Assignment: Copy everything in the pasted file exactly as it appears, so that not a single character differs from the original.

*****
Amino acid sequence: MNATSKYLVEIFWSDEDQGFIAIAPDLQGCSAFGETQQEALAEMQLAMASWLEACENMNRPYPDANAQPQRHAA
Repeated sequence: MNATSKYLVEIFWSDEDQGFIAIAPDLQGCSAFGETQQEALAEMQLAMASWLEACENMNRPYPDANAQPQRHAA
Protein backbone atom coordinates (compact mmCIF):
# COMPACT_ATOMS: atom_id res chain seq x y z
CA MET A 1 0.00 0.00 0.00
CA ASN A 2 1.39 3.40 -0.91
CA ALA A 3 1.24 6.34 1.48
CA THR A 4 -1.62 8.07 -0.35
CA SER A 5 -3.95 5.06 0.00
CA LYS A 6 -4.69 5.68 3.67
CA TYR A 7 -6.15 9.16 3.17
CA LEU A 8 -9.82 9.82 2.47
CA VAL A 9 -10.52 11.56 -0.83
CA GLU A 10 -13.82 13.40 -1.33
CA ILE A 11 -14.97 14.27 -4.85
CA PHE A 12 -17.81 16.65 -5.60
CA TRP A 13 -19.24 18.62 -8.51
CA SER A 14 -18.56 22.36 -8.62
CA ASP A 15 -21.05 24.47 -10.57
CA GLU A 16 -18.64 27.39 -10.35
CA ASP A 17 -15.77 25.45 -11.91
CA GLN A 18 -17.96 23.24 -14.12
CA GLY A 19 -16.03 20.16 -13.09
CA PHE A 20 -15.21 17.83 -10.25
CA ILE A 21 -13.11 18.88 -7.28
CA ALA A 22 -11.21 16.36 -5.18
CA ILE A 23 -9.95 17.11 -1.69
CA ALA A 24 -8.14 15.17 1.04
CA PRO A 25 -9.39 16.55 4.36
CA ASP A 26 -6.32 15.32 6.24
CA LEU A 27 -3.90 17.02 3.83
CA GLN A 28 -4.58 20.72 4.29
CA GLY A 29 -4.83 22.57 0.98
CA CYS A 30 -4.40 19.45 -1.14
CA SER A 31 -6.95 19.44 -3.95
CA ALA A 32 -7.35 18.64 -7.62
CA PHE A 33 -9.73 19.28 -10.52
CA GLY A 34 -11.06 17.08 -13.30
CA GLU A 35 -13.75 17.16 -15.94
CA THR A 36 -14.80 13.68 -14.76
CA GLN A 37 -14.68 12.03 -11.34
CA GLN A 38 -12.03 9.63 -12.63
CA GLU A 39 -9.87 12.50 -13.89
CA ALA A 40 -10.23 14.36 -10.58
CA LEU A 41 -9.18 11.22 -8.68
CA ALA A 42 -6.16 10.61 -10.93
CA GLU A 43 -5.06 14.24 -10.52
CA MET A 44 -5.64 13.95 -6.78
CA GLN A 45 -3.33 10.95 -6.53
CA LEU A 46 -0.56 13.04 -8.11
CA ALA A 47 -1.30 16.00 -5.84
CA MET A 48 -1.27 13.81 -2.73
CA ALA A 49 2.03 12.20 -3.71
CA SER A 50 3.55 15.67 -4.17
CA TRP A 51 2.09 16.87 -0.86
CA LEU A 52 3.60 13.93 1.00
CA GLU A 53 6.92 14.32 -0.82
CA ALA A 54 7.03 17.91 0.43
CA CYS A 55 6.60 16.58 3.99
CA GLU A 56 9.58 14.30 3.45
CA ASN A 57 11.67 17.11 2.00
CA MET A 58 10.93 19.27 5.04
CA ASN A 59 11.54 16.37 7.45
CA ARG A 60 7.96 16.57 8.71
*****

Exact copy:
Amino acid sequence: MNATSKYLVEIFWSDEDQGFIAIAPDLQGCSAFGETQQEALAEMQLAMASWLEACENMNRPYPDANAQPQRHAA
Repeated sequence: MNATSKYLVEIFWSDEDQGFIAIAPDLQGCSAFGETQQEALAEMQLAMASWLEACENMNRPYPDANAQPQRHAA
Protein backbone atom coordinates (compact mmCIF):
# COMPACT_ATOMS: atom_id res chain seq x y z
CA MET A 1 0.00 0.00 0.00
CA ASN A 2 1.39 3.40 -0.91
CA ALA A 3 1.24 6.34 1.48
CA THR A 4 -1.62 8.07 -0.35
CA SER A 5 -3.95 5.06 0.00
CA LYS A 6 -4.69 5.68 3.67
CA TYR A 7 -6.15 9.16 3.17
CA LEU A 8 -9.82 9.82 2.47
CA VAL A 9 -10.52 11.56 -0.83
CA GLU A 10 -13.82 13.40 -1.33
CA ILE A 11 -14.97 14.27 -4.85
CA PHE A 12 -17.81 16.65 -5.60
CA TRP A 13 -19.24 18.62 -8.51
CA SER A 14 -18.56 22.36 -8.62
CA ASP A 15 -21.05 24.47 -10.57
CA GLU A 16 -18.64 27.39 -10.35
CA ASP A 17 -15.77 25.45 -11.91
CA GLN A 18 -17.96 23.24 -14.12
CA GLY A 19 -16.03 20.16 -13.09
CA PHE A 20 -15.21 17.83 -10.25
CA ILE A 21 -13.11 18.88 -7.28
CA ALA A 22 -11.21 16.36 -5.18
CA ILE A 23 -9.95 17.11 -1.69
CA ALA A 24 -8.14 15.17 1.04
CA PRO A 25 -9.39 16.55 4.36
CA ASP A 26 -6.32 15.32 6.24
CA LEU A 27 -3.90 17.02 3.83
CA GLN A 28 -4.58 20.72 4.29
CA GLY A 29 -4.83 22.57 0.98
CA CYS A 30 -4.40 19.45 -1.14
CA SER A 31 -6.95 19.44 -3.95
CA ALA A 32 -7.35 18.64 -7.62
CA PHE A 33 -9.73 19.28 -10.52
CA GLY A 34 -11.06 17.08 -13.30
CA GLU A 35 -13.75 17.16 -15.94
CA THR A 36 -14.80 13.68 -14.76
CA GLN A 37 -14.68 12.03 -11.34
CA GLN A 38 -12.03 9.63 -12.63
CA GLU A 39 -9.87 12.50 -13.89
CA ALA A 40 -10.23 14.36 -10.58
CA LEU A 41 -9.18 11.22 -8.68
CA ALA A 42 -6.16 10.61 -10.93
CA GLU A 43 -5.06 14.24 -10.52
CA MET A 44 -5.64 13.95 -6.78
CA GLN A 45 -3.33 10.95 -6.53
CA LEU A 46 -0.56 13.04 -8.11
CA ALA A 47 -1.30 16.00 -5.84
CA MET A 48 -1.27 13.81 -2.73
CA ALA A 49 2.03 12.20 -3.71
CA SER A 50 3.55 15.67 -4.17
CA TRP A 51 2.09 16.87 -0.86
CA LEU A 52 3.60 13.93 1.00
CA GLU A 53 6.92 14.32 -0.82
CA ALA A 54 7.03 17.91 0.43
CA CYS A 55 6.60 16.58 3.99
CA GLU A 56 9.58 14.30 3.45
CA ASN A 57 11.67 17.11 2.00
CA MET A 58 10.93 19.27 5.04
CA ASN A 59 11.54 16.37 7.45
CA ARG A 60 7.96 16.57 8.71